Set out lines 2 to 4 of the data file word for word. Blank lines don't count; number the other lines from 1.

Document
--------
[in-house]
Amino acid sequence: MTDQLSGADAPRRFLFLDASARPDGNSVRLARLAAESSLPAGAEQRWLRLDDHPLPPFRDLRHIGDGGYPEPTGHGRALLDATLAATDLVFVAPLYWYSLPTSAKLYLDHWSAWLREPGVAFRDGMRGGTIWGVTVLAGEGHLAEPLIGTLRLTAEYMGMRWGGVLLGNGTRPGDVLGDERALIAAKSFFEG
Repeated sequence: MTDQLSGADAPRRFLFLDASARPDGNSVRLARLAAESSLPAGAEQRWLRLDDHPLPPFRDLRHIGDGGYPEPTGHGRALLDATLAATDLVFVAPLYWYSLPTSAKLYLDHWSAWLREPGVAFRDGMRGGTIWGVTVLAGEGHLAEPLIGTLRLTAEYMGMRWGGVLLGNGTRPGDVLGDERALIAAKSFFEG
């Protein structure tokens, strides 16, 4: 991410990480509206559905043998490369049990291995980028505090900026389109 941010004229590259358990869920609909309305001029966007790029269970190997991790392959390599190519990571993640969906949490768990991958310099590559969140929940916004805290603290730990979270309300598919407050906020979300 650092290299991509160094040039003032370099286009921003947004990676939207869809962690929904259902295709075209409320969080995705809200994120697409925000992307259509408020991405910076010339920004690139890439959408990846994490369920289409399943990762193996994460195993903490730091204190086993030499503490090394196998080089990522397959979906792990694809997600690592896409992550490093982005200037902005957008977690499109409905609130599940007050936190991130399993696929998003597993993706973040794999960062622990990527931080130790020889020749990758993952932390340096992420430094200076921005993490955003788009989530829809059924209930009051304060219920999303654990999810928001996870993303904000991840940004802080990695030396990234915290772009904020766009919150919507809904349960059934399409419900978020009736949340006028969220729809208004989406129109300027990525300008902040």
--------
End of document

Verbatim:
Amino acid sequence: MTDQLSGADAPRRFLFLDASARPDGNSVRLARLAAESSLPAGAEQRWLRLDDHPLPPFRDLRHIGDGGYPEPTGHGRALLDATLAATDLVFVAPLYWYSLPTSAKLYLDHWSAWLREPGVAFRDGMRGGTIWGVTVLAGEGHLAEPLIGTLRLTAEYMGMRWGGVLLGNGTRPGDVLGDERALIAAKSFFEG
Repeated sequence: MTDQLSGADAPRRFLFLDASARPDGNSVRLARLAAESSLPAGAEQRWLRLDDHPLPPFRDLRHIGDGGYPEPTGHGRALLDATLAATDLVFVAPLYWYSLPTSAKLYLDHWSAWLREPGVAFRDGMRGGTIWGVTVLAGEGHLAEPLIGTLRLTAEYMGMRWGGVLLGNGTRPGDVLGDERALIAAKSFFEG
């Protein structure tokens, strides 16, 4: 991410990480509206559905043998490369049990291995980028505090900026389109 941010004229590259358990869920609909309305001029966007790029269970190997991790392959390599190519990571993640969906949490768990991958310099590559969140929940916004805290603290730990979270309300598919407050906020979300 650092290299991509160094040039003032370099286009921003947004990676939207869809962690929904259902295709075209409320969080995705809200994120697409925000992307259509408020991405910076010339920004690139890439959408990846994490369920289409399943990762193996994460195993903490730091204190086993030499503490090394196998080089990522397959979906792990694809997600690592896409992550490093982005200037902005957008977690499109409905609130599940007050936190991130399993696929998003597993993706973040794999960062622990990527931080130790020889020749990758993952932390340096992420430094200076921005993490955003788009989530829809059924209930009051304060219920999303654990999810928001996870993303904000991840940004802080990695030396990234915290772009904020766009919150919507809904349960059934399409419900978020009736949340006028969220729809208004989406129109300027990525300008902040």